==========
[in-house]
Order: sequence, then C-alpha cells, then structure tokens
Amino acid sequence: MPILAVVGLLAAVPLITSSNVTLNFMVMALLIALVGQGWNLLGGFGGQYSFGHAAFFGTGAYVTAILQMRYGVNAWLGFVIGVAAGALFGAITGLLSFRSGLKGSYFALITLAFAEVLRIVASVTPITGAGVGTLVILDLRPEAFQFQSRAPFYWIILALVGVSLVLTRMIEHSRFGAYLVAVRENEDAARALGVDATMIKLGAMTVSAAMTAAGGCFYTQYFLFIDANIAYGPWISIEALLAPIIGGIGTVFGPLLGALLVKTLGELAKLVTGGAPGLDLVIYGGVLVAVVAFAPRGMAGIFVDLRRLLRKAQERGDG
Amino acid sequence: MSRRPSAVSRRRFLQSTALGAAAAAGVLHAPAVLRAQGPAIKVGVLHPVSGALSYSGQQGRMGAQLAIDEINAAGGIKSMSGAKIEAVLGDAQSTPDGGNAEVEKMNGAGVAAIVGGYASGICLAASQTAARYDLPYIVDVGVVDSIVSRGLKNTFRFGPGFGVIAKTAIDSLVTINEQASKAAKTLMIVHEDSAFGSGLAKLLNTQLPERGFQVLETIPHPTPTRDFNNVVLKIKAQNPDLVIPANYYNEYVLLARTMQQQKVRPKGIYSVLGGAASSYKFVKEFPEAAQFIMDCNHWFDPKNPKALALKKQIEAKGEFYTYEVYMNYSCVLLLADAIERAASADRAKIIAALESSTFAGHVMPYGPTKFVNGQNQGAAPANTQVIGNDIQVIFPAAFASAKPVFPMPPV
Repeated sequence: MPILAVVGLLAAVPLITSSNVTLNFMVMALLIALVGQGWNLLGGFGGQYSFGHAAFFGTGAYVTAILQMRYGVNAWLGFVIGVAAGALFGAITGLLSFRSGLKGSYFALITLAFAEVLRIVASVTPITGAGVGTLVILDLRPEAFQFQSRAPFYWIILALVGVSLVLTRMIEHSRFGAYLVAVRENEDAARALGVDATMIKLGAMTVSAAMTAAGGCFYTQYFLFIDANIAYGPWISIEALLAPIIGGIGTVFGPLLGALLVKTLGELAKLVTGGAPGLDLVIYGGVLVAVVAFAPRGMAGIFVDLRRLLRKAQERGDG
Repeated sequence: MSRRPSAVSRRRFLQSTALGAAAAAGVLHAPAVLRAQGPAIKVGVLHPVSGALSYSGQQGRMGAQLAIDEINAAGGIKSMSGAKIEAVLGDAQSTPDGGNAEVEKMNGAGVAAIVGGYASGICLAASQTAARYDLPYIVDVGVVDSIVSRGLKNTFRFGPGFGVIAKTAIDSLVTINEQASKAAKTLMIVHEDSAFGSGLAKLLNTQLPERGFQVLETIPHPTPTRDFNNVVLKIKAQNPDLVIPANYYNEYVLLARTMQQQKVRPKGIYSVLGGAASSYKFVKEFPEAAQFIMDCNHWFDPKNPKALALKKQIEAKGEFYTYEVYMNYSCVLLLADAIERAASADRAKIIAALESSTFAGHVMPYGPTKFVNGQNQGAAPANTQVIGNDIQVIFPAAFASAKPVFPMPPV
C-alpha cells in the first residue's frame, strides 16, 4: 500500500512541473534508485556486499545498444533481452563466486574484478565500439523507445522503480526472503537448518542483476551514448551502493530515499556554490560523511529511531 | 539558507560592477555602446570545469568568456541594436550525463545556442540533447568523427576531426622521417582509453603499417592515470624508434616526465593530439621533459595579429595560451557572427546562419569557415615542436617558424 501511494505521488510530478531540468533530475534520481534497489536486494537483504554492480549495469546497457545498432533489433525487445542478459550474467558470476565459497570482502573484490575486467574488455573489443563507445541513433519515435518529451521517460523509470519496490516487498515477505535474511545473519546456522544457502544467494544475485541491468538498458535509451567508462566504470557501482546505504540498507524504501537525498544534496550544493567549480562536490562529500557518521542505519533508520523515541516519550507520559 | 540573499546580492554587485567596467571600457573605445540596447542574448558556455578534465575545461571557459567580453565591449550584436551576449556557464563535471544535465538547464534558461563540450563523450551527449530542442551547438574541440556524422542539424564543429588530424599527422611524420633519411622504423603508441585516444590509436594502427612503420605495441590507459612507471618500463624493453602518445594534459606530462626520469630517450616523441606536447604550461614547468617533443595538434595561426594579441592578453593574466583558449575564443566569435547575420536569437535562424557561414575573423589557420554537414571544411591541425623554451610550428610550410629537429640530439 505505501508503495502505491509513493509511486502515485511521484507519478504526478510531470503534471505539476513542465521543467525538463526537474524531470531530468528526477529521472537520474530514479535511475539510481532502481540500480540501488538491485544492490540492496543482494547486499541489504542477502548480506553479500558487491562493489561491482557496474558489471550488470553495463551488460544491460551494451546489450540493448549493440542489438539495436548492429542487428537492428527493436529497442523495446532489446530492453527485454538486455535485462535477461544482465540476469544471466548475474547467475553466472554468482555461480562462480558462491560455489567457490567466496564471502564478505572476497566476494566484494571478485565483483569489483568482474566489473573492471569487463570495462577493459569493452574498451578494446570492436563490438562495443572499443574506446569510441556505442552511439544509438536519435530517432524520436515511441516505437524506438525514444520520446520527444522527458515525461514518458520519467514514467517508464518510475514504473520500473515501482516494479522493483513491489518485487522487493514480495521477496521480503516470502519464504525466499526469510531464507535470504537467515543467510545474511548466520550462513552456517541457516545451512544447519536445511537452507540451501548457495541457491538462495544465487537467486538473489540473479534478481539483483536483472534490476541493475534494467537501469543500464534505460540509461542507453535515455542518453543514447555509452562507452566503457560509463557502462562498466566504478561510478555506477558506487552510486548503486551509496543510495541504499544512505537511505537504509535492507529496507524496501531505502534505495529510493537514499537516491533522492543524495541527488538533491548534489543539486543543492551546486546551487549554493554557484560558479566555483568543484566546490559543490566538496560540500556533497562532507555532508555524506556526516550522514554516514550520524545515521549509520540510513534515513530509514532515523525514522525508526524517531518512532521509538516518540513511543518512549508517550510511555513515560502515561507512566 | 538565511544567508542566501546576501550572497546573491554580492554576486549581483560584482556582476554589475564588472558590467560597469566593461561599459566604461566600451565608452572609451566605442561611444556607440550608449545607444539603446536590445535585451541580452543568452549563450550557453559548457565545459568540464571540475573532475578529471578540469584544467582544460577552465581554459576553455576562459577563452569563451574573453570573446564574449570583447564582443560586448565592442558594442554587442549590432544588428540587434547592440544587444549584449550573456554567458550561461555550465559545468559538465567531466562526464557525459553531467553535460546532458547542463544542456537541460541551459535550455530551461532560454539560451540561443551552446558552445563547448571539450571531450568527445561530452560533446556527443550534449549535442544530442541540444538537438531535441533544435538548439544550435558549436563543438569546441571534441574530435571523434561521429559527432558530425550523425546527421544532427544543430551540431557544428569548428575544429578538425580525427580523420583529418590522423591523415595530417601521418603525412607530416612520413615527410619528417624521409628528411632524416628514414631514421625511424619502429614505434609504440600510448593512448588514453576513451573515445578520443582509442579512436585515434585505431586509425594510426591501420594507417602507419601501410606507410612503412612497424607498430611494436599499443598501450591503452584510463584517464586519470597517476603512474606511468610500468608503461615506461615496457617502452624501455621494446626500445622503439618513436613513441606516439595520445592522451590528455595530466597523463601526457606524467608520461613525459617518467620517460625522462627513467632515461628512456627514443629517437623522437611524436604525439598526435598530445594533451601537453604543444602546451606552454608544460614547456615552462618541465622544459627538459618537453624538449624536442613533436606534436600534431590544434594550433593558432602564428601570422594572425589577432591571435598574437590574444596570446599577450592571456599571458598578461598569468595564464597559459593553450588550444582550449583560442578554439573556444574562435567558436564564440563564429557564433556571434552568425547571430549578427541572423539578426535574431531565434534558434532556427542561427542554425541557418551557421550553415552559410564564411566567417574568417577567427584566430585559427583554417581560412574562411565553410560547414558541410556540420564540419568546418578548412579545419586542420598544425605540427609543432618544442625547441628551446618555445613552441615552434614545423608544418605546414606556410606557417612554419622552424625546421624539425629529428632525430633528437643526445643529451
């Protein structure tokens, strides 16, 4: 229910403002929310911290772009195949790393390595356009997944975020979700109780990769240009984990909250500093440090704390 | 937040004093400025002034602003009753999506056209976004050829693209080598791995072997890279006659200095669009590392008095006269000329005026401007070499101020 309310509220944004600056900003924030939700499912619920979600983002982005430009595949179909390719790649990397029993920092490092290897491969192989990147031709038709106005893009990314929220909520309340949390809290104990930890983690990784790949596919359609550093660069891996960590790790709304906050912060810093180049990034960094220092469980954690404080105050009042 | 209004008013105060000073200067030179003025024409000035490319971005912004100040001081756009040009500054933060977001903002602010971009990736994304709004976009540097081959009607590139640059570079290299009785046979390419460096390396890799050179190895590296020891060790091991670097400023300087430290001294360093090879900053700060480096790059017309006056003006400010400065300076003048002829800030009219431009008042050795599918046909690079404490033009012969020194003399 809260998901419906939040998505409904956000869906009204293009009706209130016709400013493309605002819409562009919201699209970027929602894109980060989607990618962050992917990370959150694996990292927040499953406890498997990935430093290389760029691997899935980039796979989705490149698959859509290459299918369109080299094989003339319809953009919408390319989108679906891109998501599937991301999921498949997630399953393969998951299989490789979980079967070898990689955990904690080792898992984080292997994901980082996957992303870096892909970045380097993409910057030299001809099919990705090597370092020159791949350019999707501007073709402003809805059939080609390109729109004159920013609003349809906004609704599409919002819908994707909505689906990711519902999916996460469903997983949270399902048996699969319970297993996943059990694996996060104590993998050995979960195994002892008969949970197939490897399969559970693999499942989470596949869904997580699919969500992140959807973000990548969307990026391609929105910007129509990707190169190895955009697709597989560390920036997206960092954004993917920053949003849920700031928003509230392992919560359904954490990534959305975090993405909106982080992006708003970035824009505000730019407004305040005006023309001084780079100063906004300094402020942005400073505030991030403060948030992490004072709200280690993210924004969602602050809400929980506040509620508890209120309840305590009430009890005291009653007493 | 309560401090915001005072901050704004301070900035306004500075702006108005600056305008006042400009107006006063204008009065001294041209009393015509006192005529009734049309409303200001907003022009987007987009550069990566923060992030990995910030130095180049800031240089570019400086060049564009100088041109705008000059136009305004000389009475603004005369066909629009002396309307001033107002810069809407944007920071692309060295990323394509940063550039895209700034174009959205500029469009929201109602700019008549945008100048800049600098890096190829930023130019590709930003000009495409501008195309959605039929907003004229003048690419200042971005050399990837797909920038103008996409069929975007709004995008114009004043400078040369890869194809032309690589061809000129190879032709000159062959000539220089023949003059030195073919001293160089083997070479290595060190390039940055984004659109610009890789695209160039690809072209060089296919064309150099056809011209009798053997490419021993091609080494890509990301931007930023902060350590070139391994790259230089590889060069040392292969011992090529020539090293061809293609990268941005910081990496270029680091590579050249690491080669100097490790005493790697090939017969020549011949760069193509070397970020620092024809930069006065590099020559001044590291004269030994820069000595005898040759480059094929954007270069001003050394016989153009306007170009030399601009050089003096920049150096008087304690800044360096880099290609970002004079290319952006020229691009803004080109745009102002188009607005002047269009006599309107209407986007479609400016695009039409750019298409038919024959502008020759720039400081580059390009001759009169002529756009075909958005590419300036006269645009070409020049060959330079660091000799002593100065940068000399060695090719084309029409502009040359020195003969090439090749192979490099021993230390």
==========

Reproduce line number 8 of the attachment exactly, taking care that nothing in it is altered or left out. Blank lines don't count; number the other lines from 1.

């Protein structure tokens, strides 16, 4: 229910403002929310911290772009195949790393390595356009997944975020979700109780990769240009984990909250500093440090704390 | 937040004093400025002034602003009753999506056209976004050829693209080598791995072997890279006659200095669009590392008095006269000329005026401007070499101020 309310509220944004600056900003924030939700499912619920979600983002982005430009595949179909390719790649990397029993920092490092290897491969192989990147031709038709106005893009990314929220909520309340949390809290104990930890983690990784790949596919359609550093660069891996960590790790709304906050912060810093180049990034960094220092469980954690404080105050009042 | 209004008013105060000073200067030179003025024409000035490319971005912004100040001081756009040009500054933060977001903002602010971009990736994304709004976009540097081959009607590139640059570079290299009785046979390419460096390396890799050179190895590296020891060790091991670097400023300087430290001294360093090879900053700060480096790059017309006056003006400010400065300076003048002829800030009219431009008042050795599918046909690079404490033009012969020194003399 809260998901419906939040998505409904956000869906009204293009009706209130016709400013493309605002819409562009919201699209970027929602894109980060989607990618962050992917990370959150694996990292927040499953406890498997990935430093290389760029691997899935980039796979989705490149698959859509290459299918369109080299094989003339319809953009919408390319989108679906891109998501599937991301999921498949997630399953393969998951299989490789979980079967070898990689955990904690080792898992984080292997994901980082996957992303870096892909970045380097993409910057030299001809099919990705090597370092020159791949350019999707501007073709402003809805059939080609390109729109004159920013609003349809906004609704599409919002819908994707909505689906990711519902999916996460469903997983949270399902048996699969319970297993996943059990694996996060104590993998050995979960195994002892008969949970197939490897399969559970693999499942989470596949869904997580699919969500992140959807973000990548969307990026391609929105910007129509990707190169190895955009697709597989560390920036997206960092954004993917920053949003849920700031928003509230392992919560359904954490990534959305975090993405909106982080992006708003970035824009505000730019407004305040005006023309001084780079100063906004300094402020942005400073505030991030403060948030992490004072709200280690993210924004969602602050809400929980506040509620508890209120309840305590009430009890005291009653007493 | 309560401090915001005072901050704004301070900035306004500075702006108005600056305008006042400009107006006063204008009065001294041209009393015509006192005529009734049309409303200001907003022009987007987009550069990566923060992030990995910030130095180049800031240089570019400086060049564009100088041109705008000059136009305004000389009475603004005369066909629009002396309307001033107002810069809407944007920071692309060295990323394509940063550039895209700034174009959205500029469009929201109602700019008549945008100048800049600098890096190829930023130019590709930003000009495409501008195309959605039929907003004229003048690419200042971005050399990837797909920038103008996409069929975007709004995008114009004043400078040369890869194809032309690589061809000129190879032709000159062959000539220089023949003059030195073919001293160089083997070479290595060190390039940055984004659109610009890789695209160039690809072209060089296919064309150099056809011209009798053997490419021993091609080494890509990301931007930023902060350590070139391994790259230089590889060069040392292969011992090529020539090293061809293609990268941005910081990496270029680091590579050249690491080669100097490790005493790697090939017969020549011949760069193509070397970020620092024809930069006065590099020559001044590291004269030994820069000595005898040759480059094929954007270069001003050394016989153009306007170009030399601009050089003096920049150096008087304690800044360096880099290609970002004079290319952006020229691009803004080109745009102002188009607005002047269009006599309107209407986007479609400016695009039409750019298409038919024959502008020759720039400081580059390009001759009169002529756009075909958005590419300036006269645009070409020049060959330079660091000799002593100065940068000399060695090719084309029409502009040359020195003969090439090749192979490099021993230390």